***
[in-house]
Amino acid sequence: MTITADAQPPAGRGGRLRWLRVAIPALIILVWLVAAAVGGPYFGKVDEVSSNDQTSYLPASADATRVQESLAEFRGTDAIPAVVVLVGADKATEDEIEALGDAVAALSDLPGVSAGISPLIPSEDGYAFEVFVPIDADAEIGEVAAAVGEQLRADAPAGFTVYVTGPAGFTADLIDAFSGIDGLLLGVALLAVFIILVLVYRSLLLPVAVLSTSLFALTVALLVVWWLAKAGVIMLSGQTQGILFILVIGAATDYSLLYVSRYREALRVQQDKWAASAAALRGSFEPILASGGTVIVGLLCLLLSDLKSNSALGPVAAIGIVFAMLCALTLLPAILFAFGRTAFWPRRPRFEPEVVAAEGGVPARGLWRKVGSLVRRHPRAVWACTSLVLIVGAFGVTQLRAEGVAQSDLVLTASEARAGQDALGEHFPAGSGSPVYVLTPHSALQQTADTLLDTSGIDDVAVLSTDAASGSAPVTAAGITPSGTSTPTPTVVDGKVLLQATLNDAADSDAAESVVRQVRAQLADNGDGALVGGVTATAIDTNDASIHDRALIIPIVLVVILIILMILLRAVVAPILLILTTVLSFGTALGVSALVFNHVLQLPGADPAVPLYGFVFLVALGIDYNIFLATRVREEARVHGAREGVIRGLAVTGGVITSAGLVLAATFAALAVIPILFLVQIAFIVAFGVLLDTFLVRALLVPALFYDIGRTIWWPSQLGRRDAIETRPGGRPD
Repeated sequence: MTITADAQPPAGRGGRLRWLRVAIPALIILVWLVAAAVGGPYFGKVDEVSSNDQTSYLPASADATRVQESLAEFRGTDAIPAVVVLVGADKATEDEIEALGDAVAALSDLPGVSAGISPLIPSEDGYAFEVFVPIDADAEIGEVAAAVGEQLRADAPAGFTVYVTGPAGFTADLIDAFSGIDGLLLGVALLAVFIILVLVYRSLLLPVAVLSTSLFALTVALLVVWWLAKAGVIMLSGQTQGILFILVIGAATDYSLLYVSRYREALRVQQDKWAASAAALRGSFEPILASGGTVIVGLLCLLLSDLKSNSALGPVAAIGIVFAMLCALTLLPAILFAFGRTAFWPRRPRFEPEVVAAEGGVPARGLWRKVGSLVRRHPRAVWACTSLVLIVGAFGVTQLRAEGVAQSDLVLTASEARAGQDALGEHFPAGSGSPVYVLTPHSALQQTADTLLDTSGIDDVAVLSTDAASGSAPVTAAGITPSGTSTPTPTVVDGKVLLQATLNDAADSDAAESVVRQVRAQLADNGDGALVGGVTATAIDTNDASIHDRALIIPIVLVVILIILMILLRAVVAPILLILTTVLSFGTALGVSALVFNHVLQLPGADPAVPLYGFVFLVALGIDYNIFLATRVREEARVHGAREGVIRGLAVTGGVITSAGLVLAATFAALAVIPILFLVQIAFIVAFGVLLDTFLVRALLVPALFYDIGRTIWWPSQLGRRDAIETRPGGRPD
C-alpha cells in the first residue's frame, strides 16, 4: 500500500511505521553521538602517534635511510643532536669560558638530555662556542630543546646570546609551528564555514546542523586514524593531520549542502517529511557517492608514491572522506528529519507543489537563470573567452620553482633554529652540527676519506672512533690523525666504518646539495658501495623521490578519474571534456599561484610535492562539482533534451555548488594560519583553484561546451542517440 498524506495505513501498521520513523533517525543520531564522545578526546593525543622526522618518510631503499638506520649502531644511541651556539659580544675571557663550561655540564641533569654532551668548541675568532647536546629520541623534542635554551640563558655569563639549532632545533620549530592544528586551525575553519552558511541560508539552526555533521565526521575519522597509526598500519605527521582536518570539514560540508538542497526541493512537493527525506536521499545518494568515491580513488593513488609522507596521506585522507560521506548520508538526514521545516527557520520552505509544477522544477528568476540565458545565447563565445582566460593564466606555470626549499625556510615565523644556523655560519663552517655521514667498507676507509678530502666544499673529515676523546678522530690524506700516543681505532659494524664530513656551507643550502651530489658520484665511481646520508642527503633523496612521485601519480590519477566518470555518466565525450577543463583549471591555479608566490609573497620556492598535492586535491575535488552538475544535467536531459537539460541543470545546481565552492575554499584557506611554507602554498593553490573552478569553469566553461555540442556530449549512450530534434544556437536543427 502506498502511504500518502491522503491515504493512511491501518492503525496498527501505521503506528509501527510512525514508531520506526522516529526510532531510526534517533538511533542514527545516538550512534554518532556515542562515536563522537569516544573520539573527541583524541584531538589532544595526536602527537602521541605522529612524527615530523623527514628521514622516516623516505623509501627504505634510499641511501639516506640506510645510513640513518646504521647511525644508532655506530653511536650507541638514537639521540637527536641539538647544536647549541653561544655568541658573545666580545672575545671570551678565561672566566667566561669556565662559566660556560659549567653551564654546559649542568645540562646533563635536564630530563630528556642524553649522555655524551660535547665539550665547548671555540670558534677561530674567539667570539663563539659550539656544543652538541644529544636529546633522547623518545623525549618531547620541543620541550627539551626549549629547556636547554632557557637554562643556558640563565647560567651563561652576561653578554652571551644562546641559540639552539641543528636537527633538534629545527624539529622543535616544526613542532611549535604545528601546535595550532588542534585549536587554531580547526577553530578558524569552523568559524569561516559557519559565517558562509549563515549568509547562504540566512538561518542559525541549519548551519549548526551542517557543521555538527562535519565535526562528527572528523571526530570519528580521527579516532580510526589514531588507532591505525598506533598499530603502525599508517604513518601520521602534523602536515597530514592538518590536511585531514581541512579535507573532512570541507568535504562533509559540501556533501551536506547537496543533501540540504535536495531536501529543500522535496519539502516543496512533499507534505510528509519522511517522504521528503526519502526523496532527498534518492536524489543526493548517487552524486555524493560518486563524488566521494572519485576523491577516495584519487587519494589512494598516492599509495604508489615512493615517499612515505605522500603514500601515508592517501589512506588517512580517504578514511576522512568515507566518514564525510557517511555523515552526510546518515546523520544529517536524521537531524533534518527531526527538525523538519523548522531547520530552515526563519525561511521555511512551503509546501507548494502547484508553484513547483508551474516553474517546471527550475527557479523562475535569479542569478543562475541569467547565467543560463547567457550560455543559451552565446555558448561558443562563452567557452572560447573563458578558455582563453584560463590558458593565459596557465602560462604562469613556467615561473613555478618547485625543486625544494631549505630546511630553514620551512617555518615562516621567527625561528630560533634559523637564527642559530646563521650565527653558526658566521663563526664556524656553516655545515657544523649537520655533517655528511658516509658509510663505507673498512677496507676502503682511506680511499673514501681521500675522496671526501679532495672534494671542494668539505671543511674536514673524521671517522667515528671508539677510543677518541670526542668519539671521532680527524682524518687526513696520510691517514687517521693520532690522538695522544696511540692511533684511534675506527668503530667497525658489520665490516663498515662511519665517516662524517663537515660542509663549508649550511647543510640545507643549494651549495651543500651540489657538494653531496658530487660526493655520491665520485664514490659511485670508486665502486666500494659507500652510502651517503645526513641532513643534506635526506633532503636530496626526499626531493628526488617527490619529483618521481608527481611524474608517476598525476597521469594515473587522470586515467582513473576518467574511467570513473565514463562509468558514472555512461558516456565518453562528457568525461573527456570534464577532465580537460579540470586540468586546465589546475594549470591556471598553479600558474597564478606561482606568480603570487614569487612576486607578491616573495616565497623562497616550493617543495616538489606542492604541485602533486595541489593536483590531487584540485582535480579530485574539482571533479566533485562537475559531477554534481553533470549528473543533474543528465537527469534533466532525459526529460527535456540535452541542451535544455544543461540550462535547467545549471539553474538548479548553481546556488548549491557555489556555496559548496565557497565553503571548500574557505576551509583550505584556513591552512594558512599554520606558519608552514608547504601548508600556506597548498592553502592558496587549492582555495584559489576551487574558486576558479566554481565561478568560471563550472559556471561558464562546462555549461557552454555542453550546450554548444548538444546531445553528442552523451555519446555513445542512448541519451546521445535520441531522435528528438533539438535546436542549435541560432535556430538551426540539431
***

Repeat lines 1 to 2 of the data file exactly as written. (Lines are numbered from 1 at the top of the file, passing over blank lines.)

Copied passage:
[in-house]
Amino acid sequence: MTITADAQPPAGRGGRLRWLRVAIPALIILVWLVAAAVGGPYFGKVDEVSSNDQTSYLPASADATRVQESLAEFRGTDAIPAVVVLVGADKATEDEIEALGDAVAALSDLPGVSAGISPLIPSEDGYAFEVFVPIDADAEIGEVAAAVGEQLRADAPAGFTVYVTGPAGFTADLIDAFSGIDGLLLGVALLAVFIILVLVYRSLLLPVAVLSTSLFALTVALLVVWWLAKAGVIMLSGQTQGILFILVIGAATDYSLLYVSRYREALRVQQDKWAASAAALRGSFEPILASGGTVIVGLLCLLLSDLKSNSALGPVAAIGIVFAMLCALTLLPAILFAFGRTAFWPRRPRFEPEVVAAEGGVPARGLWRKVGSLVRRHPRAVWACTSLVLIVGAFGVTQLRAEGVAQSDLVLTASEARAGQDALGEHFPAGSGSPVYVLTPHSALQQTADTLLDTSGIDDVAVLSTDAASGSAPVTAAGITPSGTSTPTPTVVDGKVLLQATLNDAADSDAAESVVRQVRAQLADNGDGALVGGVTATAIDTNDASIHDRALIIPIVLVVILIILMILLRAVVAPILLILTTVLSFGTALGVSALVFNHVLQLPGADPAVPLYGFVFLVALGIDYNIFLATRVREEARVHGAREGVIRGLAVTGGVITSAGLVLAATFAALAVIPILFLVQIAFIVAFGVLLDTFLVRALLVPALFYDIGRTIWWPSQLGRRDAIETRPGGRPD